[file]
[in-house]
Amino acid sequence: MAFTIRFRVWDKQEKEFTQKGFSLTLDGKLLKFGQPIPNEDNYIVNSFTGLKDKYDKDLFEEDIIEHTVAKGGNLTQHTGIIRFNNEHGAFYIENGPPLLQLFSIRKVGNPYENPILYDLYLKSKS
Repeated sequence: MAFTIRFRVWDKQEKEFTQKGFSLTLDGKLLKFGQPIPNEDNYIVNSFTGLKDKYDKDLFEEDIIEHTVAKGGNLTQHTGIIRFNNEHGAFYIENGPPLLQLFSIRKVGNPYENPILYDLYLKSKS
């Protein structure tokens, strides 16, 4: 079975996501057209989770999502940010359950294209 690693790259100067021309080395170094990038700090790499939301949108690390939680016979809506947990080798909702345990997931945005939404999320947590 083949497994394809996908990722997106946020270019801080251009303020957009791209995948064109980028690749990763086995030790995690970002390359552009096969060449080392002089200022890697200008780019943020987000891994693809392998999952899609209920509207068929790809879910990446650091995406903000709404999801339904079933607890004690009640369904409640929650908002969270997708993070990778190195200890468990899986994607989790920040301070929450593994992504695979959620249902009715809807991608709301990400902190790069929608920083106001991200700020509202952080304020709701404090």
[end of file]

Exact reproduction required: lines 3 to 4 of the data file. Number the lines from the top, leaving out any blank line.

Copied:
Repeated sequence: MAFTIRFRVWDKQEKEFTQKGFSLTLDGKLLKFGQPIPNEDNYIVNSFTGLKDKYDKDLFEEDIIEHTVAKGGNLTQHTGIIRFNNEHGAFYIENGPPLLQLFSIRKVGNPYENPILYDLYLKSKS
């Protein structure tokens, strides 16, 4: 079975996501057209989770999502940010359950294209 690693790259100067021309080395170094990038700090790499939301949108690390939680016979809506947990080798909702345990997931945005939404999320947590 083949497994394809996908990722997106946020270019801080251009303020957009791209995948064109980028690749990763086995030790995690970002390359552009096969060449080392002089200022890697200008780019943020987000891994693809392998999952899609209920509207068929790809879910990446650091995406903000709404999801339904079933607890004690009640369904409640929650908002969270997708993070990778190195200890468990899986994607989790920040301070929450593994992504695979959620249902009715809807991608709301990400902190790069929608920083106001991200700020509202952080304020709701404090």